What are we to take away from U.S. President Barack Obama’s formal rejection of the Keystone XL pipeline project on Friday? Is there anything proponent TransCanada Corp. and the Canadian government could have done to change the outcome?
Probably not. This was overwhelmingly a U.S. decision made for social and political reasons out of their hands, and without a sufficiently compelling economic argument to override it. There was a window in Obama’s first term, when Hillary Clinton was the Secretary of State overseeing the process, when the economic case was stronger—including a 10% unemployment rate across the U.S.—and KXL’s opponents had not yet marshaled their forces to equate the project with continued dependence on planet-killing fossil fuels in the public’s mind. But that window closed and the political calculus for the pipeline only worsened thereafter.
Keystone’s backers didn’t win themselves any friends with their arrogance and sense of entitlement, however. Former prime minister Stephen Harper’s characterization of the pipeline’s approval as a “no brainer” showed no respect for the other side (including opponents in Canada) and left them no opportunity for a graceful concession to defeat. Moreover the Conservatives’ lack of a substantive climate change strategy gave the Obama administration nothing to answer the environmental wing of its voter base for approving the project.
Meanwhile TransCanada’s insistence on business as usual—relying on the courts to clear its right-of-way for KXL’s southern leg (which was indeed built)—showed a similar lack of emotional intelligence and served to create enemies even in the traditionally oil-friendly state of Texas.
If there is a lesson for Canada’s oilpatch it is the dangers of its own insularity. So much of the oil and gas industry is concentrated on a few blocks of downtown Calgary that dealmakers don’t have to leave the Plus 15 system of indoor walkways to make all their meetings. They mostly come into contact with like-minded people and as a result misjudge or don’t register the societal shifts taking place in the broader population—even in their own province, as evidenced by Alberta’s provincial election result this year.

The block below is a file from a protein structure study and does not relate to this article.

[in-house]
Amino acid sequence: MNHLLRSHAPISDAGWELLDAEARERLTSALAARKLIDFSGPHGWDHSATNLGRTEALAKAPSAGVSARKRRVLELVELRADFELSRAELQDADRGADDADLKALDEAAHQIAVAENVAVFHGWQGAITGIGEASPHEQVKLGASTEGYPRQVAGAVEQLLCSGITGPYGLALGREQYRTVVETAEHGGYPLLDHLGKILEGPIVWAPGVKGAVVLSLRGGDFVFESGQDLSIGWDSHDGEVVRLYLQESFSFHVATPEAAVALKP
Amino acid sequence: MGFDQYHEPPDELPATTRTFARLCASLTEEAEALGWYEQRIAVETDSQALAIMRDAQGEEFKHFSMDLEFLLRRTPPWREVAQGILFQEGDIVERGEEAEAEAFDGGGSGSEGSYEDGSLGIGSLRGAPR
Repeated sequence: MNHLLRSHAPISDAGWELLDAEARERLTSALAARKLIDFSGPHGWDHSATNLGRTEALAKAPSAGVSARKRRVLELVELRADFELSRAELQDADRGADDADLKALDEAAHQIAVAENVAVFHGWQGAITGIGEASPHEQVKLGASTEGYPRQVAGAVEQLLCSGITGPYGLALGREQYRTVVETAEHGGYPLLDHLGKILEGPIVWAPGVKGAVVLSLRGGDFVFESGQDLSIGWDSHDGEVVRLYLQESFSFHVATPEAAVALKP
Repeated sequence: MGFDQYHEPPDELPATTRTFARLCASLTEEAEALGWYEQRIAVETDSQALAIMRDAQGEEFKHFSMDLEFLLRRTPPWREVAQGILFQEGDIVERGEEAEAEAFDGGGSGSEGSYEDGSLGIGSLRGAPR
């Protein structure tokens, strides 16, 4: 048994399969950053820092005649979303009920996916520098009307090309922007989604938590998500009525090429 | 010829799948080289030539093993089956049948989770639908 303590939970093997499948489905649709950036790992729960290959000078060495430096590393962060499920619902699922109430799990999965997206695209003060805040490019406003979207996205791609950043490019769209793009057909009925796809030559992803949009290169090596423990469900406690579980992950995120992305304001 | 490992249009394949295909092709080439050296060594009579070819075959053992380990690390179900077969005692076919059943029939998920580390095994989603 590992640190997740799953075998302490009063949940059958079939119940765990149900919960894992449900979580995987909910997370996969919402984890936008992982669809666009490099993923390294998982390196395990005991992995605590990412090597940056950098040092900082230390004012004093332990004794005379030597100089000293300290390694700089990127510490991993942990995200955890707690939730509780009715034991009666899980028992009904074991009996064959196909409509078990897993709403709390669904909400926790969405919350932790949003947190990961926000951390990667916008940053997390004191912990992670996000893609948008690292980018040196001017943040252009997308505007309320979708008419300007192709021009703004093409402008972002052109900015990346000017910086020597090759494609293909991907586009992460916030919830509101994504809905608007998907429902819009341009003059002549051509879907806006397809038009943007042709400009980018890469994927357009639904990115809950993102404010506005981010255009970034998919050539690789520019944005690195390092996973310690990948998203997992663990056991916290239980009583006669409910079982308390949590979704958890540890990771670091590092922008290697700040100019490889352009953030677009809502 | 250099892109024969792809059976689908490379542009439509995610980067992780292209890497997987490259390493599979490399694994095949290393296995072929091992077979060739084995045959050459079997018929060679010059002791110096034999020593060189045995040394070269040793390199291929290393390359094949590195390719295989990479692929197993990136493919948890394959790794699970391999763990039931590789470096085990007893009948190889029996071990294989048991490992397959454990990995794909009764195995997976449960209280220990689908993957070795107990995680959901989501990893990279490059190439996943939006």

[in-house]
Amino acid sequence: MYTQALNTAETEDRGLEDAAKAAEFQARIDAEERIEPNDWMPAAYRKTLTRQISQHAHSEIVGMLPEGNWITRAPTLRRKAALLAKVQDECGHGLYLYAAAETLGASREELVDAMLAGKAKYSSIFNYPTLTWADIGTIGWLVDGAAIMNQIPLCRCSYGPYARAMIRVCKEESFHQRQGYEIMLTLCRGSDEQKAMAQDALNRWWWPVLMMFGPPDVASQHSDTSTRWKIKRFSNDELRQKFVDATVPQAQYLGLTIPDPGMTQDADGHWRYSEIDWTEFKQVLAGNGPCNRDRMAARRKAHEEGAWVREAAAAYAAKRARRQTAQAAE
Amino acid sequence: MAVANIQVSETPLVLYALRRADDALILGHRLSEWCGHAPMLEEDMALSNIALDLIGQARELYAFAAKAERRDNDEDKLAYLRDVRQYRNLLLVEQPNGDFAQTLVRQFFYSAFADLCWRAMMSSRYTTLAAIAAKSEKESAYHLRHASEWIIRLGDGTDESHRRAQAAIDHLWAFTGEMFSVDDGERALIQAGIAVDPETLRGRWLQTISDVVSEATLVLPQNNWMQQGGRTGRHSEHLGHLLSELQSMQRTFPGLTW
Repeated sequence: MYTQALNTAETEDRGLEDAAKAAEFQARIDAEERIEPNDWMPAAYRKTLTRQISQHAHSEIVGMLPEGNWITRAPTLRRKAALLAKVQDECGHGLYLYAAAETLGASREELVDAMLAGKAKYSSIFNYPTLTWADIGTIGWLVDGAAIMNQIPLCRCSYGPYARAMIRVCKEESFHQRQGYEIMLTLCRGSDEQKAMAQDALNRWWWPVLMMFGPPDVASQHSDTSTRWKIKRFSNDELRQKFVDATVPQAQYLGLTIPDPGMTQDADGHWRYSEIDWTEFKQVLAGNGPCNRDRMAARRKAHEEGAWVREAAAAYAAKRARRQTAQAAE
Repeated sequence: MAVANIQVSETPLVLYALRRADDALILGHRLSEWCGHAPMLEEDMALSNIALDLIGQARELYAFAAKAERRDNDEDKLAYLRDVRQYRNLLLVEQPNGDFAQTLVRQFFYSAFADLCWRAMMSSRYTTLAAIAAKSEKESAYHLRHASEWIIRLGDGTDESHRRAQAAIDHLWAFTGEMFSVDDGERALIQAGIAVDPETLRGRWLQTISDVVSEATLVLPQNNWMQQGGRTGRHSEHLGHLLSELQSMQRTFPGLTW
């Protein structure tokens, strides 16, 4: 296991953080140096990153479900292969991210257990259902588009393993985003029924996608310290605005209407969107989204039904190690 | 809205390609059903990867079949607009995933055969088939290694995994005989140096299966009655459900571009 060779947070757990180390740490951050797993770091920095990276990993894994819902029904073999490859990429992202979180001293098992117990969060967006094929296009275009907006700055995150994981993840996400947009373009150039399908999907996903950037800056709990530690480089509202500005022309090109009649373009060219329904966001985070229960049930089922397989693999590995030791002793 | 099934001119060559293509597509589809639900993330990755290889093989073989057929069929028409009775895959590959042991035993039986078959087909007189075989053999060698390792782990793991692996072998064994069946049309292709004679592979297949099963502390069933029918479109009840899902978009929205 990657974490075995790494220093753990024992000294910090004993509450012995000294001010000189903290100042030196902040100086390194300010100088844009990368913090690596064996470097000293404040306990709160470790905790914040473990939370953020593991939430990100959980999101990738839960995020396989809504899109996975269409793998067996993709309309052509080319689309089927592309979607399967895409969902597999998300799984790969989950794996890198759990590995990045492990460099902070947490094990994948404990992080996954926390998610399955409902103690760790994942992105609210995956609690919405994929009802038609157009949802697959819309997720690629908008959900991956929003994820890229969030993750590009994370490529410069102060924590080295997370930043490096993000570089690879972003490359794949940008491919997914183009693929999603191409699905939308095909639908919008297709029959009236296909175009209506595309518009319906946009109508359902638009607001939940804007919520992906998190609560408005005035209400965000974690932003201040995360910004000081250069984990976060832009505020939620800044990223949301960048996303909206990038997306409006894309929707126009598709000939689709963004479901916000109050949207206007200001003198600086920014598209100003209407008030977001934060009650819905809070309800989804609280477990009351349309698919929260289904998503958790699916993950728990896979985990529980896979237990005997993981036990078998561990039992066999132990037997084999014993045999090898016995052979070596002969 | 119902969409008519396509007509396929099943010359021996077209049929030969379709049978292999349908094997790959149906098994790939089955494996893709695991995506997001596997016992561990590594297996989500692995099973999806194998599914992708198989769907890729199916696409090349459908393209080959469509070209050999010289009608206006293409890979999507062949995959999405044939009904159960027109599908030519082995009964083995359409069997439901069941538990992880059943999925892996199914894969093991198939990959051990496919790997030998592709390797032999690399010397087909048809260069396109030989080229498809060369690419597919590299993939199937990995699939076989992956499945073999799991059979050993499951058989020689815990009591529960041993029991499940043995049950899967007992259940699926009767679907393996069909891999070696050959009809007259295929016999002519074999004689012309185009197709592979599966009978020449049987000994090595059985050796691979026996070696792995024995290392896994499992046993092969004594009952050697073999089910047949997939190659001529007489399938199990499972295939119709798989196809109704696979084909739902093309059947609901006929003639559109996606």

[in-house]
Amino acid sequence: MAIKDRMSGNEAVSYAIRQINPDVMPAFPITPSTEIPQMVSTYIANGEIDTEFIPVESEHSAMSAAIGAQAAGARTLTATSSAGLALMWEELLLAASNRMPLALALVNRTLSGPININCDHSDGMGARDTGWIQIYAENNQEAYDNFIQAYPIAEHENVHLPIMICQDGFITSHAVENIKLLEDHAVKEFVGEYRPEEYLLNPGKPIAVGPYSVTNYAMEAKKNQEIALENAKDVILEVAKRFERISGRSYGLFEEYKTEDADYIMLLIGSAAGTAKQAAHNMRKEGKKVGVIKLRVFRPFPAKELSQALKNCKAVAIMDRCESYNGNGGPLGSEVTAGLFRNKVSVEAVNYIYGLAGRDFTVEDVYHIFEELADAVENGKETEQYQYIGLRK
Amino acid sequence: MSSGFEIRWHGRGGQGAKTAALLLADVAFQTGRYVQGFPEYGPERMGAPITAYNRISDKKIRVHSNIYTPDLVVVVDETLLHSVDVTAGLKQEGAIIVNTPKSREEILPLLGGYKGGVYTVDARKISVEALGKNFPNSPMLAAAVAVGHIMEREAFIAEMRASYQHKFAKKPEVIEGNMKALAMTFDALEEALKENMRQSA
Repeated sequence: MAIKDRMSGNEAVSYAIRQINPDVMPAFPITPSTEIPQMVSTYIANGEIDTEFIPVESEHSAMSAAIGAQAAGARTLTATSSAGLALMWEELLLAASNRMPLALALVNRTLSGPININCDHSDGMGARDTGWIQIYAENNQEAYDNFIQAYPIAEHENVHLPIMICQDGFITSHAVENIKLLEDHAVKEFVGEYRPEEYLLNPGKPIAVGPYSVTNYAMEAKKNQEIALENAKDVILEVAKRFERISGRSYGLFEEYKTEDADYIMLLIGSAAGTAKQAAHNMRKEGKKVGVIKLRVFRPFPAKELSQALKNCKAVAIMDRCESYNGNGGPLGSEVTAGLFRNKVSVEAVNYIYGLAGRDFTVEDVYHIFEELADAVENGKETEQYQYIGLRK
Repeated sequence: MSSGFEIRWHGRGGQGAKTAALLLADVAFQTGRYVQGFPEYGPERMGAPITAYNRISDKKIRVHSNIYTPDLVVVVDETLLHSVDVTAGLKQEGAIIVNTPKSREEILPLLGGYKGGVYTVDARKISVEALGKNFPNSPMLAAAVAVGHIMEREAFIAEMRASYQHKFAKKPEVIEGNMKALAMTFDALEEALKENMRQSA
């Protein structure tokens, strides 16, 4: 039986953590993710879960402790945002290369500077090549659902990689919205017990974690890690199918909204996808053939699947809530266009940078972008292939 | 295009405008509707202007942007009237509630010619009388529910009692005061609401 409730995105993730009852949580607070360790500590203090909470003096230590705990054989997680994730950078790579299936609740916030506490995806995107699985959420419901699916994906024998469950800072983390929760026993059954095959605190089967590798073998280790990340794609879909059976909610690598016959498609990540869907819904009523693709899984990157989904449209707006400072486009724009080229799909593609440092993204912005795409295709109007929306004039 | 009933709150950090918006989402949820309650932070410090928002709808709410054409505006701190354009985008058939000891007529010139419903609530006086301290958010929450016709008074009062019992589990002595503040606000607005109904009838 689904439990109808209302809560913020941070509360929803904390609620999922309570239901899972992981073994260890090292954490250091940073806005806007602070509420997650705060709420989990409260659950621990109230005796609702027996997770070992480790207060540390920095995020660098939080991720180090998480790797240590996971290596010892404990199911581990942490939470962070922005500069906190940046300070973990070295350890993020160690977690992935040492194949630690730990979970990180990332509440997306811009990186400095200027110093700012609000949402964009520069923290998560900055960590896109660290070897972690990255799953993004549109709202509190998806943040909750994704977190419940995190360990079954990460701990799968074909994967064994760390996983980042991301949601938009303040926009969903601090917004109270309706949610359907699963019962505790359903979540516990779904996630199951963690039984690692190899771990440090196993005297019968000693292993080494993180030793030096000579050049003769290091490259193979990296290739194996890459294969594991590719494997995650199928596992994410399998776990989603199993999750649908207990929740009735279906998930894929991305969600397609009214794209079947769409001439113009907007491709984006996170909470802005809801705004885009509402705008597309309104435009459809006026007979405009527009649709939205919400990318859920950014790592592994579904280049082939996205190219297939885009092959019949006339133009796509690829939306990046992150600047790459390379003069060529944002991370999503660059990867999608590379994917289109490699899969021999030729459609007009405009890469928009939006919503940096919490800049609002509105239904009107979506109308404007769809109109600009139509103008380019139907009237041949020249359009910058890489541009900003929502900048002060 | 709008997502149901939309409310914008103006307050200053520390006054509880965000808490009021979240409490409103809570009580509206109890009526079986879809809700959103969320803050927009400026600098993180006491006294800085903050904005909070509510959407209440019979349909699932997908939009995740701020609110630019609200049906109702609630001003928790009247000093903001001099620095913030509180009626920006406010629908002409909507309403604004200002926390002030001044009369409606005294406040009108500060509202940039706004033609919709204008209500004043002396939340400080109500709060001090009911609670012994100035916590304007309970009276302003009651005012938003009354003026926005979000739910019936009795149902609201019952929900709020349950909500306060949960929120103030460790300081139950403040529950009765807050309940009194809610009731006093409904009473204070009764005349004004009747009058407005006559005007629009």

The KXL decision was not the bombshell on the oilpatch one might have expected. The already battered S&P/TSX Capped Energy Index was down just over 1% at midday Friday, and actually up on the week. Oilsands bellwether Suncor Energy (TSX: SU) was down less than 1% on the day. TransCanada (TSX: TRP) itself was off less than 5%.
A lot can change in the seven years this application process has dragged on. The slump in oil prices has forced a re-adjustment of projections for oilsands supply growth, which has made new take-away capacity less urgent than it was a year ago. However there’s a saying in the oilpatch that still applies: “Nothing cures low prices like low prices.” That is, in an industry whose sources of supply are constantly depleting, the lack of new investment will sooner or later alter the industry’s fundamentals. When that happens, you can bet pipelines will shoot back up to the top of the agenda, if not in the U.S. than certainly here in Canada. As a domestic issue, the industry’s approach will matter more this time. Let’s hope it is up to the task.
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